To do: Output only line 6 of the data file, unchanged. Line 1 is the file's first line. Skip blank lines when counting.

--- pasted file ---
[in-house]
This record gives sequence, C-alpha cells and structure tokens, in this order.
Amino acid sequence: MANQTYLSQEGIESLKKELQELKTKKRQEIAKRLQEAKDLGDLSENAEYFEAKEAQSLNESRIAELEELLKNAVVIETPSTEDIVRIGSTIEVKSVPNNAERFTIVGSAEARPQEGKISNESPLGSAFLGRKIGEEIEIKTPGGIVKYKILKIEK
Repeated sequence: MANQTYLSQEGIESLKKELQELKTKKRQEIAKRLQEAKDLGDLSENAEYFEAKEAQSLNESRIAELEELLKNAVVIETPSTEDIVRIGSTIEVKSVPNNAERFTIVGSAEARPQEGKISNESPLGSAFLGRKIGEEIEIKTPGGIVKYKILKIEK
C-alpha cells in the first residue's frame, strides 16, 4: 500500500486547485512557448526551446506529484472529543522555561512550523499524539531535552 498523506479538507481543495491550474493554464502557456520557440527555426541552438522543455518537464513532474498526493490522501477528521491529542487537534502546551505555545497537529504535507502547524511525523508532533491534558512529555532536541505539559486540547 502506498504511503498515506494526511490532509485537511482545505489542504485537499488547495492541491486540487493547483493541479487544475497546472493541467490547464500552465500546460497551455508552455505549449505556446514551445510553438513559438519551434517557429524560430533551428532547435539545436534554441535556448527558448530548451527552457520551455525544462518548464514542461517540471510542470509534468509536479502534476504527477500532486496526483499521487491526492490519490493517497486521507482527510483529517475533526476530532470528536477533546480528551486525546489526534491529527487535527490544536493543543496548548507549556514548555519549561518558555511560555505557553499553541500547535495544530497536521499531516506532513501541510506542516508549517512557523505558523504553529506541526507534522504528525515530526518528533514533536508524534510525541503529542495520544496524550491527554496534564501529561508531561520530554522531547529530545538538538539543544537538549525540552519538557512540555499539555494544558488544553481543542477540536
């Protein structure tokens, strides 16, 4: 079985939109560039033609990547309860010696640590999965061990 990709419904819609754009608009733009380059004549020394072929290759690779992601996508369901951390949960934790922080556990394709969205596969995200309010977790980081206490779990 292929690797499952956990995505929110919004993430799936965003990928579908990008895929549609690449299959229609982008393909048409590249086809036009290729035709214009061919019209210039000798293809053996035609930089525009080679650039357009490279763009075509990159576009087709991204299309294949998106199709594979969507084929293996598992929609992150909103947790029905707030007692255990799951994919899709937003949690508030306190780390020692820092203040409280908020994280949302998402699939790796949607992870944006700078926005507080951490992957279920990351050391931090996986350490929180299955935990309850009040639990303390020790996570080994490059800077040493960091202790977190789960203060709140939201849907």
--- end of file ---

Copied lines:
């Protein structure tokens, strides 16, 4: 079985939109560039033609990547309860010696640590999965061990 990709419904819609754009608009733009380059004549020394072929290759690779992601996508369901951390949960934790922080556990394709969205596969995200309010977790980081206490779990 292929690797499952956990995505929110919004993430799936965003990928579908990008895929549609690449299959229609982008393909048409590249086809036009290729035709214009061919019209210039000798293809053996035609930089525009080679650039357009490279763009075509990159576009087709991204299309294949998106199709594979969507084929293996598992929609992150909103947790029905707030007692255990799951994919899709937003949690508030306190780390020692820092203040409280908020994280949302998402699939790796949607992870944006700078926005507080951490992957279920990351050391931090996986350490929180299955935990309850009040639990303390020790996570080994490059800077040493960091202790977190789960203060709140939201849907």